Little Dot is about 9 years old and, like artist Yayoi Kusama, she is obsessed with dots and paints them on every surface within reach of her brush or pencil. Little Lotta is an insatiable trencherman who is unaware of her superhuman strength. Little Audrey is a blithe dilettante who casually outperforms adults of all professions. All three fiercely independent girls had their very own comic books in the 1950s and 1960s. I read many stories starring Audrey, Dot, and Lotta as a youngster, and I was delighted when Dark Horse reprinted the best of these comics in a giant, brick-heavy anthology called The Harvey Girls: Little Audrey, Little Dot, and Little Lotta a couple of years ago.
My 9-year-old daughter can't get enough of this book. She has read it over and over again. The only part she skips is the informative introduction by cartoon historian Jerry Beck, which I greatly enjoyed. It was fun learning about the writers and artists behind these books. Harvey's house style (they also did Casper and Richie Rich) is deeply weird, but also slick and appealing. These guys were master draftsmen who cared a great deal about the quality of their work, and I can easily spend hours poring over the pages of this book.
After the jump: a couple of spreads from the book (it's mostly black and white, but there are about 80 pages in color).
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Jeff sez, "King County has voided the license it issued Tuesday between Corporate Person, a Washington State Corporation, and Ms. Angela Marie Vogel: 'Marriage is a civil contract between a male and a female who have each attained the age of eighteen years, and who are otherwise capable.'"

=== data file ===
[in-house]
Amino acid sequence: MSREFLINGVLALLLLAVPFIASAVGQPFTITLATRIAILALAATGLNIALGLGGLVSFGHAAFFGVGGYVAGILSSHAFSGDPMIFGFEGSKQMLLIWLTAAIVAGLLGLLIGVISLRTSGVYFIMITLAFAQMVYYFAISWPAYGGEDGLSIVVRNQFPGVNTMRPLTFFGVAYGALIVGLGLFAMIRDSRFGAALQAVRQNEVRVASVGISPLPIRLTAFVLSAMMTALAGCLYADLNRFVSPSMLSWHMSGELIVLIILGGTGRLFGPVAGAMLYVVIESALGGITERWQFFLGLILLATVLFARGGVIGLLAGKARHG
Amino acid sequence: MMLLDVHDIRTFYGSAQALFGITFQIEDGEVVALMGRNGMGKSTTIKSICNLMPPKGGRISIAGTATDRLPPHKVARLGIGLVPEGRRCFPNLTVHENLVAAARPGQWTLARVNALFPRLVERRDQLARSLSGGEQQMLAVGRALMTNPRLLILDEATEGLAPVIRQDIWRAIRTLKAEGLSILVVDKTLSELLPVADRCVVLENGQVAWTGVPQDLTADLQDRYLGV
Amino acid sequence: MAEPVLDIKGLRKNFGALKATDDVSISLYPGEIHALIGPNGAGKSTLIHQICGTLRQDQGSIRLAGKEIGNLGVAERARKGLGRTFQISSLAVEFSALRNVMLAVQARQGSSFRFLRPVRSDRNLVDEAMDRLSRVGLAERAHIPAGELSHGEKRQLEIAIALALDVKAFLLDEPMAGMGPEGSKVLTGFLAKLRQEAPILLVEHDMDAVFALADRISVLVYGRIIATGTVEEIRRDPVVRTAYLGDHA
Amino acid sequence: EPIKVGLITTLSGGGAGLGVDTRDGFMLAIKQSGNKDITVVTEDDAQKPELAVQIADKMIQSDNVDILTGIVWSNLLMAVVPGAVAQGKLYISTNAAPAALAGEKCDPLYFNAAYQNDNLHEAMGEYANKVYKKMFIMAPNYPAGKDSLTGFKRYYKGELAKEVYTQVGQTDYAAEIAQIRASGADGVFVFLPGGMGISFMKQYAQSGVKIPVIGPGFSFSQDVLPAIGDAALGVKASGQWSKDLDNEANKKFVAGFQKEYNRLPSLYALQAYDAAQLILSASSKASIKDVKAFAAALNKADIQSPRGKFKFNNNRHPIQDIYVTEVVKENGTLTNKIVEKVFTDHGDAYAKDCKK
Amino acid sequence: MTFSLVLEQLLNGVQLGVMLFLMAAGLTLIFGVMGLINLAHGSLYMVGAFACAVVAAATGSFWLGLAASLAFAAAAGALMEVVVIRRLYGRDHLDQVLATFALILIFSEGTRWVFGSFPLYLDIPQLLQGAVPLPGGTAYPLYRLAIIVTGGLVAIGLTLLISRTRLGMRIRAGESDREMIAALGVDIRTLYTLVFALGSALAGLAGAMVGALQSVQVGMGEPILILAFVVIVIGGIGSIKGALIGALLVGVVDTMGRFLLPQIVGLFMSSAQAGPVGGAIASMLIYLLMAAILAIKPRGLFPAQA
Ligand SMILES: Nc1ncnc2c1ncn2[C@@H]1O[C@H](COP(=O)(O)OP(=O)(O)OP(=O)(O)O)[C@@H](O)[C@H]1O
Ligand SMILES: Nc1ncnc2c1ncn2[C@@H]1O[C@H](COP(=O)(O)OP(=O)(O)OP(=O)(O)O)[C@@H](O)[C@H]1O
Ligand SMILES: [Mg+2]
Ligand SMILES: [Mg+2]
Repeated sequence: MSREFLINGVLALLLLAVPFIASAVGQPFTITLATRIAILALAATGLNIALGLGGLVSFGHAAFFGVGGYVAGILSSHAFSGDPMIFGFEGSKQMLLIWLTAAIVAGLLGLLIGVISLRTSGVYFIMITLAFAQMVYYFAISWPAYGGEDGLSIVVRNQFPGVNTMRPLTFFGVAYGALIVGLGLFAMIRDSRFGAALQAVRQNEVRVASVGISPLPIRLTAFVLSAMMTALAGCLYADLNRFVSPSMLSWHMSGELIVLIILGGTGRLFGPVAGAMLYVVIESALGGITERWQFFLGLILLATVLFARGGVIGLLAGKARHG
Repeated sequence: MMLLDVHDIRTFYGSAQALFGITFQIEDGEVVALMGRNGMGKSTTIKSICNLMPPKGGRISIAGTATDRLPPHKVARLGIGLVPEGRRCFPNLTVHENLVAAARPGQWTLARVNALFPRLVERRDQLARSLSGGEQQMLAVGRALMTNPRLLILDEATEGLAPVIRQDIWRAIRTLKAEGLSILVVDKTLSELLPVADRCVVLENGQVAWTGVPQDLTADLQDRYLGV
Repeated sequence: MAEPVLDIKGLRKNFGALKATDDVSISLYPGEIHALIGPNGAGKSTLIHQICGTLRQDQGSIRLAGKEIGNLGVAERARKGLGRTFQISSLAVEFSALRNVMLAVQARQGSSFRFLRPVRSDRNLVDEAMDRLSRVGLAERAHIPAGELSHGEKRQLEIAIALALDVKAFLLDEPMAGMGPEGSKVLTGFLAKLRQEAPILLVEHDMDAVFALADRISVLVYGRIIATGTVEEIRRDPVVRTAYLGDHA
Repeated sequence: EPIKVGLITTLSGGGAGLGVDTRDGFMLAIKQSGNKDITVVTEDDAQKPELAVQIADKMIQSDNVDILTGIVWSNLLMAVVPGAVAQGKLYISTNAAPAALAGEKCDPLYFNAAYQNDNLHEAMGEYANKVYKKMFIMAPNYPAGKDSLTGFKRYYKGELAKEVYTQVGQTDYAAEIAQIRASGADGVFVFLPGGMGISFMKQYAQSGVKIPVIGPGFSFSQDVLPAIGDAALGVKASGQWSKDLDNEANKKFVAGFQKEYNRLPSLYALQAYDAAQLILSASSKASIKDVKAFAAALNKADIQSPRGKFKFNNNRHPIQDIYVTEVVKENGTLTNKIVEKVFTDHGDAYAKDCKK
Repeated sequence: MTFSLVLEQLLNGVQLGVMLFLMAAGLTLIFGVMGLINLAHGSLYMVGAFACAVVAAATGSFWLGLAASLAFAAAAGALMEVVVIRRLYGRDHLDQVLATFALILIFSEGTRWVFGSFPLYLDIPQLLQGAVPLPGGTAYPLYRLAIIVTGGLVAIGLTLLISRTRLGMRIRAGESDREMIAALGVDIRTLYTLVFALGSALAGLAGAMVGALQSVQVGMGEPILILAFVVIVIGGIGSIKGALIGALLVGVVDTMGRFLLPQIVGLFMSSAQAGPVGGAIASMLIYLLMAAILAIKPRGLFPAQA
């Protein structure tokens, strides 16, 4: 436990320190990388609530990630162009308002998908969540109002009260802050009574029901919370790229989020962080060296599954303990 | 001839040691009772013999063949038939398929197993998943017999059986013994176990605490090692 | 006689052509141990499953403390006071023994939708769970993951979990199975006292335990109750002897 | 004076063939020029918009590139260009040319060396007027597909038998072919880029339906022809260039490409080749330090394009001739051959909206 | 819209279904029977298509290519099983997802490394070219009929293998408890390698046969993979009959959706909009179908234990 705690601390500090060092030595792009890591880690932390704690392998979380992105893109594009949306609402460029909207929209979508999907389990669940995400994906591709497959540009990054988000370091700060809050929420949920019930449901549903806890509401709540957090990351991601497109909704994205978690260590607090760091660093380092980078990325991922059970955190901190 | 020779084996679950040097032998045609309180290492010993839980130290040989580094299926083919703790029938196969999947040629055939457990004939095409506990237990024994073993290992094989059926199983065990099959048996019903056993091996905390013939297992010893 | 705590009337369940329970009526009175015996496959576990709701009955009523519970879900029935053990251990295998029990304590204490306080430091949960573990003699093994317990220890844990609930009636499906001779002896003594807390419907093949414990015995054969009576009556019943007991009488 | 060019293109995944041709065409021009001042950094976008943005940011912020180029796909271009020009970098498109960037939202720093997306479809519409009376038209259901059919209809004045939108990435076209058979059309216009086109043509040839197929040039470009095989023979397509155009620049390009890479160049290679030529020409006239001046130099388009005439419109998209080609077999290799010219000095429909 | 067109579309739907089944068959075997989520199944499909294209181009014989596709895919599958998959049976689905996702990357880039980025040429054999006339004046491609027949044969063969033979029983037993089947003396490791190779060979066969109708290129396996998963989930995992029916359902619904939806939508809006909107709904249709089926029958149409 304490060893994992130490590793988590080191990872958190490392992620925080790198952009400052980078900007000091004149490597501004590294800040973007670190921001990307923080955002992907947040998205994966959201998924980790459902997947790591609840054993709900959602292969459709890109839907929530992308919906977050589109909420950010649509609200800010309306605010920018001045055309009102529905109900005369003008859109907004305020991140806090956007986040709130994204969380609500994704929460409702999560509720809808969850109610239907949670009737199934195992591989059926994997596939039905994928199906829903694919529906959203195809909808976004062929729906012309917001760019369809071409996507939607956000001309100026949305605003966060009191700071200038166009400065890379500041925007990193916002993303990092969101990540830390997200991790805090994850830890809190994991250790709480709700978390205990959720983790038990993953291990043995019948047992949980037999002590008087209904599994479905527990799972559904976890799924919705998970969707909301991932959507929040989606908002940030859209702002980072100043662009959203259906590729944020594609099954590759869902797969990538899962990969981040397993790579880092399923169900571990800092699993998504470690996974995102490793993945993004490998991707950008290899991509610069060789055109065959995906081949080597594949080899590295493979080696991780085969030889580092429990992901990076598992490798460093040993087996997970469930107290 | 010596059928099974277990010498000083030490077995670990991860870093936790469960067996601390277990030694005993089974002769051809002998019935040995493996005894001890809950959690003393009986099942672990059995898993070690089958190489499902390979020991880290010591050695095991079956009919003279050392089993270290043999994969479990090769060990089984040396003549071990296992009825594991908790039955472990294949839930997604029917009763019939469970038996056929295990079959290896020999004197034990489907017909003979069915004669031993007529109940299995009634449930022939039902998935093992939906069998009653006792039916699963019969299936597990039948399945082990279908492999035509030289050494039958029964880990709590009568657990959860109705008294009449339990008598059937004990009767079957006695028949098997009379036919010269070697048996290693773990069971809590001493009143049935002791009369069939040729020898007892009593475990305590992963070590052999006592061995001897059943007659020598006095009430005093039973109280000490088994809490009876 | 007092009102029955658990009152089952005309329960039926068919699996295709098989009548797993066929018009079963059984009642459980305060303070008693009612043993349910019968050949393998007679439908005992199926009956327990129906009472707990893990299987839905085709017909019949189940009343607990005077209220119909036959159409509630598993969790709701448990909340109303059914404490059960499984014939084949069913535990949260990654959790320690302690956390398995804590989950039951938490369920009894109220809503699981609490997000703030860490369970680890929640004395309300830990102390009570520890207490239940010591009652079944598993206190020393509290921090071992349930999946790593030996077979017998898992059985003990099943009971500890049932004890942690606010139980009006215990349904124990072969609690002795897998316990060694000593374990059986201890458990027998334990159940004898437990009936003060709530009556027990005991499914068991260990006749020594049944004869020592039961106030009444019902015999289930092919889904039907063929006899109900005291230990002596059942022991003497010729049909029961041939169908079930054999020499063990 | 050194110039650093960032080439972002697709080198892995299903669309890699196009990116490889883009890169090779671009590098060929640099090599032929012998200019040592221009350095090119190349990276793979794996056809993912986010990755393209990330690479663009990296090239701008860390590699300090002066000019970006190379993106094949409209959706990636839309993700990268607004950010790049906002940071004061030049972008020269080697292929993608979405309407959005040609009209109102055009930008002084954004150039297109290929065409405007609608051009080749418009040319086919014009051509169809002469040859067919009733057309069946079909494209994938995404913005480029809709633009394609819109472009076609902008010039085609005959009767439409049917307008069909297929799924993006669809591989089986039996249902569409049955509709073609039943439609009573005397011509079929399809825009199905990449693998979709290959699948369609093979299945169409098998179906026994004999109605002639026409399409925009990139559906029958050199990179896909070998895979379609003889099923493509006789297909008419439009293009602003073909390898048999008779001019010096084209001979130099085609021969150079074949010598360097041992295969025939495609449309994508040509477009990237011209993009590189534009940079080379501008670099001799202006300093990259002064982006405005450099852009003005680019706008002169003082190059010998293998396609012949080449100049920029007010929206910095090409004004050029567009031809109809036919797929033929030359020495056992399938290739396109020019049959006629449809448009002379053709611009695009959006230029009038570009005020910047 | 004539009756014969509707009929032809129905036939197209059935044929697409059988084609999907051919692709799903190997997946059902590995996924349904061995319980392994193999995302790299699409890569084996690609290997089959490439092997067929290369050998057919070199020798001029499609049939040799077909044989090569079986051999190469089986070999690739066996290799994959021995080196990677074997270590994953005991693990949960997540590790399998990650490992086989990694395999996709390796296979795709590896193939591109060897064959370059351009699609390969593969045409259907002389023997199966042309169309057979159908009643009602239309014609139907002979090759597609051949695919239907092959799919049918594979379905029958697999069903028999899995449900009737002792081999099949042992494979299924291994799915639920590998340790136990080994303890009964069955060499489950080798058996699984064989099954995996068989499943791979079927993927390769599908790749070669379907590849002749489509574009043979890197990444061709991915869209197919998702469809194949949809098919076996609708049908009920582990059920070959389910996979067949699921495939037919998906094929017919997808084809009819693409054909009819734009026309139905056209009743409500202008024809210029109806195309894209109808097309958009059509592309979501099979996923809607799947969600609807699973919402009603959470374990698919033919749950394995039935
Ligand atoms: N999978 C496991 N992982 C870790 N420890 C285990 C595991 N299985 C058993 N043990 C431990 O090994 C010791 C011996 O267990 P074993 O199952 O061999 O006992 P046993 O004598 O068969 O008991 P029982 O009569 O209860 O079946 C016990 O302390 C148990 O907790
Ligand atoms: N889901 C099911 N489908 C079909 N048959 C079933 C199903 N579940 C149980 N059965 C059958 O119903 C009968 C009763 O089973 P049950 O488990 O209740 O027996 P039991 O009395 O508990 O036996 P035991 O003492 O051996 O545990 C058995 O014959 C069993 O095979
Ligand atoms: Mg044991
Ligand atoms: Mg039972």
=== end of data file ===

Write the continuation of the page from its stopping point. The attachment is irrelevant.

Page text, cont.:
Jonas Gahr Store, Norway's foreign minister, has written a NYT op-ed explaining why his country refused to treat the mass murderer Anders Behring Breivik any differently from other criminals -- because Breivik's cause is served by treating him as a sort of criminal superman whose crimes are so special that normal justice can't apply to them.
Confronting and undermining the narratives and ideas of extremism must therefore be one of our key tasks. To do this, we must retain the courage of our convictions in the face of extremism.
Virtually all modern forms of extremism accuse liberal Western democratic systems of being hypocritical and, ultimately, weak. Al Qaeda portrays the West as anti-Islamic imperialists masquerading as promoters of democracy. Right wing extremism suggests the West is committing cultural suicide through its lax judicial system and naïve multiculturalism.
Both have committed horrific acts designed to bait us into betraying our values and making them martyrs. In fact, it is remarkable to see the many similarities between these two sorts of extremism in their disdain for diversity and their indiscriminate violence against civilians.
In this context, it is a mistake to treat crimes committed by extremists as exceptions, subject to special processes. They must be held accountable in accordance with and to the full extent of the law. Hiding suspects from public view merely dehumanizes the perpetrators and undermines any moral or judicial lessons.